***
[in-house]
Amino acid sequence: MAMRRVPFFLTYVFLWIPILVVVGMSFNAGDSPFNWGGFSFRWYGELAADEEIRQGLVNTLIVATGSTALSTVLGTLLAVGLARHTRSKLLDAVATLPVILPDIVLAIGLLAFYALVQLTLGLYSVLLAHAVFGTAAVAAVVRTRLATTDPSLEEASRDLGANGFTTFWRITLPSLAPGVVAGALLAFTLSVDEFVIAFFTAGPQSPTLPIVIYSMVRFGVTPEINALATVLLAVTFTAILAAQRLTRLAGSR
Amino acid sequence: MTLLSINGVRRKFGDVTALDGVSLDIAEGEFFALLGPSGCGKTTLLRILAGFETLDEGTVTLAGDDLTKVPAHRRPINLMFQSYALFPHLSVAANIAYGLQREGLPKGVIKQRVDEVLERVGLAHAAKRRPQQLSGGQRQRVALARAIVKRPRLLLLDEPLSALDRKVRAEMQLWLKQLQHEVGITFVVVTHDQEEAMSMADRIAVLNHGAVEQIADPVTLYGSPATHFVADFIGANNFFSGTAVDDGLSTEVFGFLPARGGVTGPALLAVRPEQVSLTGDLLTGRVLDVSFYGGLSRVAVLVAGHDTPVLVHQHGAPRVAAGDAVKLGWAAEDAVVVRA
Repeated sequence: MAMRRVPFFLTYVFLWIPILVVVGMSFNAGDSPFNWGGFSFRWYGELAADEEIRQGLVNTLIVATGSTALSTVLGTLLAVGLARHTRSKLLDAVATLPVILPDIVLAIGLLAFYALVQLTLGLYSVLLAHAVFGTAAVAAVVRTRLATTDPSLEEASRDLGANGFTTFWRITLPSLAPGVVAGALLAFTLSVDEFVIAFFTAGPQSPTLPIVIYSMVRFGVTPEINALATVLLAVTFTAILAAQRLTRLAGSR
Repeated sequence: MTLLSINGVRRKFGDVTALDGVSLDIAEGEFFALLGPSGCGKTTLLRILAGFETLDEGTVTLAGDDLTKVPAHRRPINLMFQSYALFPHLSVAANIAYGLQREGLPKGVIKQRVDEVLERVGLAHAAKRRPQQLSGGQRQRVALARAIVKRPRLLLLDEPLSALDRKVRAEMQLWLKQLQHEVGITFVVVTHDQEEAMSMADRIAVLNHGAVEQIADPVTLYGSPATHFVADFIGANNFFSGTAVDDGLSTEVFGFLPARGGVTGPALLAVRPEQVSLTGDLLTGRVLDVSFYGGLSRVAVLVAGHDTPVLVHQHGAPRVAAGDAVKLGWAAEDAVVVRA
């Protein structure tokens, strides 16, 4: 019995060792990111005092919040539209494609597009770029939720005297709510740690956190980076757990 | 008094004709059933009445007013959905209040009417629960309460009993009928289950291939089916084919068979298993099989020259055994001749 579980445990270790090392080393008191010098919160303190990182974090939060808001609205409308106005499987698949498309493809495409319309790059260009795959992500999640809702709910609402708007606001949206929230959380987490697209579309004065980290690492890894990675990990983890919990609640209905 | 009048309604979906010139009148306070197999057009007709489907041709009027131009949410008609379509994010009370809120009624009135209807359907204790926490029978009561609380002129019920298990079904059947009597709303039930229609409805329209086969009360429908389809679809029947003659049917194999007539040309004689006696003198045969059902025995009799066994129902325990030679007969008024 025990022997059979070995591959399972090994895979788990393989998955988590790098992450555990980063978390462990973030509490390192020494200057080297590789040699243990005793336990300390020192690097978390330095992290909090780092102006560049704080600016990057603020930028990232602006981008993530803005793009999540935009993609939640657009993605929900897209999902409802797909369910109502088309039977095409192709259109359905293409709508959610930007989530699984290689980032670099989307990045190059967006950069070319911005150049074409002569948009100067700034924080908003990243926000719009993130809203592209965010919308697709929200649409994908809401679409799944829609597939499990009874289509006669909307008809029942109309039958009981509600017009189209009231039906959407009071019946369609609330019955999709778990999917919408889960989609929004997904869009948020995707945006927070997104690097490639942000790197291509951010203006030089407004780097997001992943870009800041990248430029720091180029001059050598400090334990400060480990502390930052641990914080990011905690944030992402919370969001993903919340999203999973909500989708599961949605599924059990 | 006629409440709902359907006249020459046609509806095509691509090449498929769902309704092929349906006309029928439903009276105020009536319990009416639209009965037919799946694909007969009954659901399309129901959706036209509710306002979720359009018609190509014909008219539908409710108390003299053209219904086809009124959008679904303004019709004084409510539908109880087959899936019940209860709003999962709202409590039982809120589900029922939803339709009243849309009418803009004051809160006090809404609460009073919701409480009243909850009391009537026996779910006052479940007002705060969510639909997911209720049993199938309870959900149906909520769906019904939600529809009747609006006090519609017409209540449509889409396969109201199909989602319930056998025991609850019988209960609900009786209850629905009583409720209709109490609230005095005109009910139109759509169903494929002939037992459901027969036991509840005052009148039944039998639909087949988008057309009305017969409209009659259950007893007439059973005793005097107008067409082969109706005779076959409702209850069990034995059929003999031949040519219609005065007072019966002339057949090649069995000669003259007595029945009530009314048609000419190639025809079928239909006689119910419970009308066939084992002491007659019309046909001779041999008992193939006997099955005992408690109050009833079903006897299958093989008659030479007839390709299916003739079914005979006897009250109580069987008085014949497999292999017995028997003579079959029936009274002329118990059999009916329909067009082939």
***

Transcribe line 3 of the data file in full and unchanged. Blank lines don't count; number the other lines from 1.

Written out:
Amino acid sequence: MTLLSINGVRRKFGDVTALDGVSLDIAEGEFFALLGPSGCGKTTLLRILAGFETLDEGTVTLAGDDLTKVPAHRRPINLMFQSYALFPHLSVAANIAYGLQREGLPKGVIKQRVDEVLERVGLAHAAKRRPQQLSGGQRQRVALARAIVKRPRLLLLDEPLSALDRKVRAEMQLWLKQLQHEVGITFVVVTHDQEEAMSMADRIAVLNHGAVEQIADPVTLYGSPATHFVADFIGANNFFSGTAVDDGLSTEVFGFLPARGGVTGPALLAVRPEQVSLTGDLLTGRVLDVSFYGGLSRVAVLVAGHDTPVLVHQHGAPRVAAGDAVKLGWAAEDAVVVRA